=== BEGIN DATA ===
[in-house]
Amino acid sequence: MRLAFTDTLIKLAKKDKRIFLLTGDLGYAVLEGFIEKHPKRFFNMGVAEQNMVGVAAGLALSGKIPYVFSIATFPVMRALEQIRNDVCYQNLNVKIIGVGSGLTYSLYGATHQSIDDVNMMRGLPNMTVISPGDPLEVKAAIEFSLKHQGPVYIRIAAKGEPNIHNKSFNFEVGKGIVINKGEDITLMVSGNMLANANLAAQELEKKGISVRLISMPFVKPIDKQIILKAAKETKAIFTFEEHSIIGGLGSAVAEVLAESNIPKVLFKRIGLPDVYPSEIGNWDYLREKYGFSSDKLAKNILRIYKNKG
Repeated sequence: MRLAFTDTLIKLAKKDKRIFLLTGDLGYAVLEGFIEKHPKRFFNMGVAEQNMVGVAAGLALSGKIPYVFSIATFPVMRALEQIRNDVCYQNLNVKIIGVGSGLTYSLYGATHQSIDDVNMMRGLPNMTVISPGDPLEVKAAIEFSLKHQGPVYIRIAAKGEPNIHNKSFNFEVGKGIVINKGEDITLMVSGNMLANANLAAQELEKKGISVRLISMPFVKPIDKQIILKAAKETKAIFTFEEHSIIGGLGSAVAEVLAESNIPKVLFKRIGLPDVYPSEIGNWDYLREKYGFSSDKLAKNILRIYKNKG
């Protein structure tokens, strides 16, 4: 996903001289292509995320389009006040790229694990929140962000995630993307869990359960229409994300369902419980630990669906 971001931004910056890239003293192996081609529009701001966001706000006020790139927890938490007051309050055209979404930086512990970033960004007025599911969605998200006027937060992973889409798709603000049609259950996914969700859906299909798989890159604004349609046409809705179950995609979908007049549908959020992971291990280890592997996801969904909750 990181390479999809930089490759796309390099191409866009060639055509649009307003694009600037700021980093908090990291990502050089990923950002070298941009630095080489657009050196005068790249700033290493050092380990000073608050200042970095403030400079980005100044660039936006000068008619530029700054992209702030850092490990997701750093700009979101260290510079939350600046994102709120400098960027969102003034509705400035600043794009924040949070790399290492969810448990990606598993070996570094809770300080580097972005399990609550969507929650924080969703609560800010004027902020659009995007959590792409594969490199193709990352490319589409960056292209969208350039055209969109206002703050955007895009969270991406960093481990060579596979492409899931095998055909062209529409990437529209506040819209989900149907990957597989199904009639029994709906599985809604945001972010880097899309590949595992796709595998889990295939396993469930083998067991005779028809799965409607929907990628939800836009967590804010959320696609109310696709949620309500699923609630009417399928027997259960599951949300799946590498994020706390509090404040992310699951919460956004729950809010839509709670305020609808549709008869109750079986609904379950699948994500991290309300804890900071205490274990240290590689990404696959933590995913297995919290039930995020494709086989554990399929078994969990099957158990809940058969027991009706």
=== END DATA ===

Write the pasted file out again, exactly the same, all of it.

[in-house]
Amino acid sequence: MRLAFTDTLIKLAKKDKRIFLLTGDLGYAVLEGFIEKHPKRFFNMGVAEQNMVGVAAGLALSGKIPYVFSIATFPVMRALEQIRNDVCYQNLNVKIIGVGSGLTYSLYGATHQSIDDVNMMRGLPNMTVISPGDPLEVKAAIEFSLKHQGPVYIRIAAKGEPNIHNKSFNFEVGKGIVINKGEDITLMVSGNMLANANLAAQELEKKGISVRLISMPFVKPIDKQIILKAAKETKAIFTFEEHSIIGGLGSAVAEVLAESNIPKVLFKRIGLPDVYPSEIGNWDYLREKYGFSSDKLAKNILRIYKNKG
Repeated sequence: MRLAFTDTLIKLAKKDKRIFLLTGDLGYAVLEGFIEKHPKRFFNMGVAEQNMVGVAAGLALSGKIPYVFSIATFPVMRALEQIRNDVCYQNLNVKIIGVGSGLTYSLYGATHQSIDDVNMMRGLPNMTVISPGDPLEVKAAIEFSLKHQGPVYIRIAAKGEPNIHNKSFNFEVGKGIVINKGEDITLMVSGNMLANANLAAQELEKKGISVRLISMPFVKPIDKQIILKAAKETKAIFTFEEHSIIGGLGSAVAEVLAESNIPKVLFKRIGLPDVYPSEIGNWDYLREKYGFSSDKLAKNILRIYKNKG
């Protein structure tokens, strides 16, 4: 996903001289292509995320389009006040790229694990929140962000995630993307869990359960229409994300369902419980630990669906 971001931004910056890239003293192996081609529009701001966001706000006020790139927890938490007051309050055209979404930086512990970033960004007025599911969605998200006027937060992973889409798709603000049609259950996914969700859906299909798989890159604004349609046409809705179950995609979908007049549908959020992971291990280890592997996801969904909750 990181390479999809930089490759796309390099191409866009060639055509649009307003694009600037700021980093908090990291990502050089990923950002070298941009630095080489657009050196005068790249700033290493050092380990000073608050200042970095403030400079980005100044660039936006000068008619530029700054992209702030850092490990997701750093700009979101260290510079939350600046994102709120400098960027969102003034509705400035600043794009924040949070790399290492969810448990990606598993070996570094809770300080580097972005399990609550969507929650924080969703609560800010004027902020659009995007959590792409594969490199193709990352490319589409960056292209969208350039055209969109206002703050955007895009969270991406960093481990060579596979492409899931095998055909062209529409990437529209506040819209989900149907990957597989199904009639029994709906599985809604945001972010880097899309590949595992796709595998889990295939396993469930083998067991005779028809799965409607929907990628939800836009967590804010959320696609109310696709949620309500699923609630009417399928027997259960599951949300799946590498994020706390509090404040992310699951919460956004729950809010839509709670305020609808549709008869109750079986609904379950699948994500991290309300804890900071205490274990240290590689990404696959933590995913297995919290039930995020494709086989554990399929078994969990099957158990809940058969027991009706």